The building: Likely one of the most photographed buildings in Vancouver during construction.

Status: The first phase of residential occupancy is complete and the second phase of residents are expected to move in in the coming months. Fresh Market and London Drugs will open in February, while “House Concepts,” a 15,000-square-foot collective concept of four fitness studios under one roof, will open in the spring of 2020. University Canada West and Momofuku are expected to open in the summer.

Developer/Architect: Westbank and Danish “starchitect” Bjarke Ingels of the firm BIG (Bjarke Ingels Group). Dialog is the local architect.


Are you interested in selling or buying your home in the next few months? Work with award winning realtor, Carmen Leal and her team that specialize in Real Estate Vancouver and have qualified Buyers that are looking for a home in your area!   604.218.4846 &


      This communication is not intended to induce breach of existing listing agreement.

Thursday, 30 January 2020

10 Things Your Bathroom Really Needs Right Now: Do You Have Them All?

Is there any room more essential to our everyday lives than the bathroom? We think not. Sure, kitchens and living rooms might get all the love. But the lowly bathroom is where most of us spend the first and last few minutes of our day—and many important minutes in between. It's important to make the most of the place.
To set up your bathroom to serve as both function and sanctuary, you need to stock it with some key essentials. Whether you want to spiffy up your guest bathroom or just deck your own out to feel a bit more luxe, here are a few things we think all bathrooms need.

1. Plush bath towels


Plush bath towels add a sense of luxuriousness to any bathroom. I would suggest mixing and matching colors, rolling them to display in a basket or on a shelf.
I prefer natural fibers over synthetic blends, for a resort like bath experience. Natural cotton towels are soft, absorbent, and endure over time.

2. Portable storage cart


One thing most bathrooms could use more of: storage.
A portable cart with shelves is truly ideal.  It’s stylish, easy to use, and has wheels that make it even more versatile. I suggest using it to store towels, accessories, products, or houseplants.
The cart would be perfectly placed next to a deep, free-standing soaking tub to hold your bath essentials.

3. Stylish accessories


Having a cohesive design to your bath collection set can go a long way to bringing the entire bathroom together.
The cool gray lines (and) their imperfections enhance the design appeal, and everyone needs a stylish hideaway for cotton balls, tissue boxes, and other utilitarian objects.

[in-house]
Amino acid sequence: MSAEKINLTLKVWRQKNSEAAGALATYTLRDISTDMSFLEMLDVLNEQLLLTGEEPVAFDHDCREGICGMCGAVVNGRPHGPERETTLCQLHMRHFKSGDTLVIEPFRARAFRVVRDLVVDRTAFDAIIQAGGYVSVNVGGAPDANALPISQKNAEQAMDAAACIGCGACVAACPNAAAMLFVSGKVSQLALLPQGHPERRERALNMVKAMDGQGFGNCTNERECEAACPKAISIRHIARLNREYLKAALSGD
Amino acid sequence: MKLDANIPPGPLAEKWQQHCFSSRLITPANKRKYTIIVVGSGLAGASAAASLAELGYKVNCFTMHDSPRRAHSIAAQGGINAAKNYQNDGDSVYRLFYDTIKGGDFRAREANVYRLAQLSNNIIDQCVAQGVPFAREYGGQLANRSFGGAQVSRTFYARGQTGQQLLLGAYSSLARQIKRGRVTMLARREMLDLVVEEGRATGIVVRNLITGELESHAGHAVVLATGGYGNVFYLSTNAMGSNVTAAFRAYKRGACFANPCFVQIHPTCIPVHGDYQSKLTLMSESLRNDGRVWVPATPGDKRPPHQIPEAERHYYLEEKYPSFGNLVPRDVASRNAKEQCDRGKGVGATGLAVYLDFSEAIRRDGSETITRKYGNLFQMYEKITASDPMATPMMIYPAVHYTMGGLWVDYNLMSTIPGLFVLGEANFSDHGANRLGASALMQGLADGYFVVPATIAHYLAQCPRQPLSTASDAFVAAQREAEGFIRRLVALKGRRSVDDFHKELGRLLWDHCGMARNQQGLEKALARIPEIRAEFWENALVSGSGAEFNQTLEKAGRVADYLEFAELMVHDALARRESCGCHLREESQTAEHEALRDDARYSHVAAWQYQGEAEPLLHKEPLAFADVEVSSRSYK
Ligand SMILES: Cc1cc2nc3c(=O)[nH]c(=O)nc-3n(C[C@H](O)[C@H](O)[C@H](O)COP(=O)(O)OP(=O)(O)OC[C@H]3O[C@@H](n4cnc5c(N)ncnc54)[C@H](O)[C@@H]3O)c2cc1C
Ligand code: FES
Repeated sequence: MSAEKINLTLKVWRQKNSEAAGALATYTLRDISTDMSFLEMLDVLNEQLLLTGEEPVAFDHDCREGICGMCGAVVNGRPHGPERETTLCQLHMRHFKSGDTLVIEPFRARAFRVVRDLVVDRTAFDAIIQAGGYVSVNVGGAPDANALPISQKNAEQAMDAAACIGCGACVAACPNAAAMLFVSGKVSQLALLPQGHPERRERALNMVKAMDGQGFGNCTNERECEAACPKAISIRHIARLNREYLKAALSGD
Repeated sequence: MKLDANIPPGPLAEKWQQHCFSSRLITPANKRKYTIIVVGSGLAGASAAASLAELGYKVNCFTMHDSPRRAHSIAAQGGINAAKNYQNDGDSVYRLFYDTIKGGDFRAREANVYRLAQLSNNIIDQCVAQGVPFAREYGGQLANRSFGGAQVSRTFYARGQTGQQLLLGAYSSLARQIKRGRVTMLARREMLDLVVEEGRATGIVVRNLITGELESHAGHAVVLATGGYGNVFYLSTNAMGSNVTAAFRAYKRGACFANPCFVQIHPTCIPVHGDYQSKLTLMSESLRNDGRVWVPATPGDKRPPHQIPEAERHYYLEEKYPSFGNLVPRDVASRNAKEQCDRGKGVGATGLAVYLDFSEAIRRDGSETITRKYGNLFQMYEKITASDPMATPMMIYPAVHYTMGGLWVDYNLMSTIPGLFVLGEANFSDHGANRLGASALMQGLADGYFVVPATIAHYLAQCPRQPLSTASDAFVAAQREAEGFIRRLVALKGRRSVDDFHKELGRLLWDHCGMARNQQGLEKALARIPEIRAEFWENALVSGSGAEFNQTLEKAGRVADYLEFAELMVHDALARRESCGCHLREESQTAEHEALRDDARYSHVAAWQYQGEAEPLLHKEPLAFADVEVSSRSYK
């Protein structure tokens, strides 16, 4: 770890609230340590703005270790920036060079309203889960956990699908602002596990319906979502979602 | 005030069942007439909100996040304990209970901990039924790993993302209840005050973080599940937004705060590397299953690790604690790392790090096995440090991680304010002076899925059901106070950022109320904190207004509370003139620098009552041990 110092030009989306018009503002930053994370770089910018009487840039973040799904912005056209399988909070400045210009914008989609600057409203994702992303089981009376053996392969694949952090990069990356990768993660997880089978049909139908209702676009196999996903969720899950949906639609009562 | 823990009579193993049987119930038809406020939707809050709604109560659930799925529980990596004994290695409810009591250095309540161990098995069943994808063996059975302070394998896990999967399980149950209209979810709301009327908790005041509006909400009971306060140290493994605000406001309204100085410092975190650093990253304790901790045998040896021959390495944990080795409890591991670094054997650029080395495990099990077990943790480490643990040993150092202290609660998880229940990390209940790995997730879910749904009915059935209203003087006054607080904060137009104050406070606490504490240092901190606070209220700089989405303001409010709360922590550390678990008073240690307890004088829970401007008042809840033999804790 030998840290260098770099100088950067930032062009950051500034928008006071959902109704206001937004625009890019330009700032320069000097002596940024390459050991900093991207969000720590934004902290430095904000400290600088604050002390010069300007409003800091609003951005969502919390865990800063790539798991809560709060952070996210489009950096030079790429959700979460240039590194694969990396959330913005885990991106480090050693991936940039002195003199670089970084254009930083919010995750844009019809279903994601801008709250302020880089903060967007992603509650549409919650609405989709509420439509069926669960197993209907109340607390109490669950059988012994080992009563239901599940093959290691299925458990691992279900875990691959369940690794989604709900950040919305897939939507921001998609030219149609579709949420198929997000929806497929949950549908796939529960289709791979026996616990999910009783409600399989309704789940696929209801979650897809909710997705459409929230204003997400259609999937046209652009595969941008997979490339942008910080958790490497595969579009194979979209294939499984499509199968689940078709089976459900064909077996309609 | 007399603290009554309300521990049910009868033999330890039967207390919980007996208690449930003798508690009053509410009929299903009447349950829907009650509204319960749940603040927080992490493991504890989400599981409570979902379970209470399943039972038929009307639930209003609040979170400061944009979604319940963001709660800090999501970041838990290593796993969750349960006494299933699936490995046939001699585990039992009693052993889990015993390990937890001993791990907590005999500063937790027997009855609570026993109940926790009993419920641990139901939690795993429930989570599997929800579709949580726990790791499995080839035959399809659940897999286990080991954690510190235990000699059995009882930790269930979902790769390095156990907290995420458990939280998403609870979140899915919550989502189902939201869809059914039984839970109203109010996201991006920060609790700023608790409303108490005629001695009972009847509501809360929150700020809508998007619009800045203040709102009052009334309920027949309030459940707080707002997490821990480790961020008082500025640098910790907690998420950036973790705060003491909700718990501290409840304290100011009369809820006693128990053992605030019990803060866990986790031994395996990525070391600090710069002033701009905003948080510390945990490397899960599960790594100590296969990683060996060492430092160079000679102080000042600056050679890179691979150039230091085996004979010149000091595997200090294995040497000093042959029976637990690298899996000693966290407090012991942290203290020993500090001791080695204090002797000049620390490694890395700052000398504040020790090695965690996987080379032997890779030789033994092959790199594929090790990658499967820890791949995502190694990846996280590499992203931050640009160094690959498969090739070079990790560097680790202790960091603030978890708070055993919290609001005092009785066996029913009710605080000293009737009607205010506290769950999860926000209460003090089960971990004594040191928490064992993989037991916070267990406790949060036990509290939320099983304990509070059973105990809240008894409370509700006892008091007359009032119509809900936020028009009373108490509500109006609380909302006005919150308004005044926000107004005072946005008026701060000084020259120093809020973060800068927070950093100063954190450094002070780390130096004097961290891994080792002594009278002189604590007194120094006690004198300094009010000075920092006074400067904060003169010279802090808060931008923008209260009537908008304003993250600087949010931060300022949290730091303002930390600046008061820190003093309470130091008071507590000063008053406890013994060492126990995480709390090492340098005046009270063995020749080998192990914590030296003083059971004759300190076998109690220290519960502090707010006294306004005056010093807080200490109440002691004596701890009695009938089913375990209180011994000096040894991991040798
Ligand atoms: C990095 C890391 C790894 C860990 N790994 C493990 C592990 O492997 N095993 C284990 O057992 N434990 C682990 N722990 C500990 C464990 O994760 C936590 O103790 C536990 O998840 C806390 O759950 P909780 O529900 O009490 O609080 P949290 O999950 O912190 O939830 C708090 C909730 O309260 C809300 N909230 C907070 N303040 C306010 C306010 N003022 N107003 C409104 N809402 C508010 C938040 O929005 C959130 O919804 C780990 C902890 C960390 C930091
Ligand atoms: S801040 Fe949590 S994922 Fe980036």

4. Electric towel warmer


On a cold morning, there are few things more luxurious than stepping out of the shower and grabbing a warm towel. You can create that experience in your own bathroom with a free-standing electric towel warmer. 
This is one of those smaller, achievable items that will make you or any houseguest feel truly pampered.
Along with the coziness, the towel warmer will also reduce mold and mildew growth. It will also dry towels quickly, meaning you can wash them less often, which will offset the cost of the added electricity.

5. Soft, nonslip rug


Rugs in the bathroom add a level of warmth and cozy to a generally cool space. I prefer rugs that add texture, color, or pattern underfoot.
Stepping onto a plush chenille rug after your shower or bath feels great on your bare feet. Plus, it features nonskid backing to keep you from slipping.
A deep, plush rug also absorbs water, so you don’t leave puddles or wet footprints on your bathroom floor—and, they usually dry quickly.

6. Stylish and functional toilet brush


A sparkling clean bathroom is like having a luxury spa right in your home. But, whether to keep the cleaning tools in plain sight is up for debate in the design world.
This stylish toilet bowl brush and holder is not only functional, but it also has a minimalist look that will mesh with your other decor.
It is a staple that any bathroom has to have, and this one is super compact, cheap, and fits perfectly under my sink.

7. Cotton waffle shower curtain


To die for, this organic Turkish cotton waffle shower curtain. 
It's modern textural pattern and monochromatic look gives all those spa-like feels, adding that the best part is that it’s machine-washable.
The classic design works well in traditional and contemporary spaces and is a beautiful basic.

8. Shower caddy